Subsequent to the filing of this suit, School Board of Broward County v. Christian, No. 69-932, was filed in the Circuit Court of the Second Judicial Circuit of Leon County, Florida. That action attacks the Millage Rollback Law primarily on state law grounds, as violative of [401 U.S. 476, 478] provisions of the Florida Constitution. The District Court, however, rejected appellants' argument that the court "should abstain from considering the case in deference to [the] state court proceeding," 313 F. Supp., at 946-947, holding that under Monroe v. Pape, 365 U.S. 167 (1961), and McNeese v. Board of Education, 373 U.S. 668 (1963), "[t]he fact that a state remedy is available is not a valid basis for federal court abstention." 313 F. Supp., at 947. The reliance upon Monroe v. Pape and McNeese was misplaced. Monroe v. Pape is not in point, for there "the state remedy, though adequate in theory, was not available in practice." 365 U.S., at 174 . McNeese held that "assertion of a federal claim in a federal court [need not] await an attempt to vindicate the same claim in a state court." 373 U.S., at 672 (emphasis added). See also Wisconsin v. Constantineau, 400 U.S. 433 (1971). Our understanding from the colloquy on oral argument with counsel for the parties is that the Christian case asserts, not the "same claim," that is, the federal claim of alleged denial of the federal right of equal protection, but primarily state law claims under the Florida Constitution, which claims, if sustained, will obviate the necessity of determining the Fourteenth Amendment question. In such case, the line of decisions of which Reetz v. Bozanich, 397 U.S. 82 (1970), is a recent example, states the principles that should inform the exercise of the District Court's discretion as to whether to abstain.
Since the case must be remanded, we add another comment. The appellees' motion for summary judgment was considered on the pleadings and an affidavit which essentially merely verified the allegations of the amended complaint. Our examination of the pleadings and the affidavit persuades us that they are inadequate as a basis for deciding the equal protection claim. They do [401 U.S. 476, 479] not sufficiently present the facts related to appellants' argument that the Millage Rollback Law was only one aspect of a comprehensive legislative program for reorganizing educational financing throughout the State to more nearly equalize educational opportunities for all the school children of the State. Appellants contend that this program enacted a formula calling for "a massive infusion of state money into the several school districts," which more than made up the loss suffered by a school district under the limitation of 10 mills in the assessment of ad valorem taxes: "The net effect of the 1968 educational financing enactments was not only to make up for the loss of funds suffered by the counties required to reduce local millage but to greatly increase the moneys available to the counties on a per pupil basis." Appellants' Reply Brief 4. Since the manner in which the program operates may be critical in the decision of the equal protection claim, that claim should not be decided without fully developing the factual record at a hearing.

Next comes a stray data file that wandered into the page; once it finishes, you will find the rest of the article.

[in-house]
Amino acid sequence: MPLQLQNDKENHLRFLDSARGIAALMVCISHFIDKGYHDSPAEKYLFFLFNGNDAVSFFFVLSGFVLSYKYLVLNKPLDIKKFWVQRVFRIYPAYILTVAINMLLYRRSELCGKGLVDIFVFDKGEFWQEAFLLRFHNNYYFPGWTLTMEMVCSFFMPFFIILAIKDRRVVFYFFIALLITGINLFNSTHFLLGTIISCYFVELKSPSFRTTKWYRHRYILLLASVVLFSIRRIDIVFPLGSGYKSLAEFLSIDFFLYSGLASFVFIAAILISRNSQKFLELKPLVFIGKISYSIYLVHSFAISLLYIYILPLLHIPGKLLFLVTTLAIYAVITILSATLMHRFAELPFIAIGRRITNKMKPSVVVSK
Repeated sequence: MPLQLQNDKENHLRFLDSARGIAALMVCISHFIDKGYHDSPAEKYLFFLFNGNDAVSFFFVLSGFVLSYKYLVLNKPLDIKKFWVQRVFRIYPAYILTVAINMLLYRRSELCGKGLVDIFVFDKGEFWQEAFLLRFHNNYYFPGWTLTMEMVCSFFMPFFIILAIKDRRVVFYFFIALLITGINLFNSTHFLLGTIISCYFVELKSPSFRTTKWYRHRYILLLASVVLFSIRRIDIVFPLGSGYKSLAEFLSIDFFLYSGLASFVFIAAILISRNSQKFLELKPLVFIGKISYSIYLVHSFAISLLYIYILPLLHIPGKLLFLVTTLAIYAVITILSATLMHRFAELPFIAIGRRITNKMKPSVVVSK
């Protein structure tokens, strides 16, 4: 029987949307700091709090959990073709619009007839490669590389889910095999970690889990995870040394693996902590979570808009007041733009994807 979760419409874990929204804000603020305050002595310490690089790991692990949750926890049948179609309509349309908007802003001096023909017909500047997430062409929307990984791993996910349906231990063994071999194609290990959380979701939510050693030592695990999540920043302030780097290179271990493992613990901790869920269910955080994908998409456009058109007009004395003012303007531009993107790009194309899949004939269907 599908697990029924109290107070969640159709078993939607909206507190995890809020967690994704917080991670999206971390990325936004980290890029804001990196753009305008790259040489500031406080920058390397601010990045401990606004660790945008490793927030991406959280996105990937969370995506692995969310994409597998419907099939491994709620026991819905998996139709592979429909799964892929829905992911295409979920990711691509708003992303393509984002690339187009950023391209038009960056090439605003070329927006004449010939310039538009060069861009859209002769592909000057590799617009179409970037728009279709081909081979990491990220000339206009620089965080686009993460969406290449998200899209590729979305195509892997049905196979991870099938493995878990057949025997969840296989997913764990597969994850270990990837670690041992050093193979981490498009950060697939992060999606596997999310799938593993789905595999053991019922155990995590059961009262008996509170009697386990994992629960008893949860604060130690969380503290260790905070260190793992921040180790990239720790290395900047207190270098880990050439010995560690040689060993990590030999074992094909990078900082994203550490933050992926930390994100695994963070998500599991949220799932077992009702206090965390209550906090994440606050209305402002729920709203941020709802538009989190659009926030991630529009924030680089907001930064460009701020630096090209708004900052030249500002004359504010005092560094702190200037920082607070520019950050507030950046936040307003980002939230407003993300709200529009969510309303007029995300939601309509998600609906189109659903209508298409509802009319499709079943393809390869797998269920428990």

The judgment of the District Court is vacated and the case is remanded for further proceedings consistent with this opinion.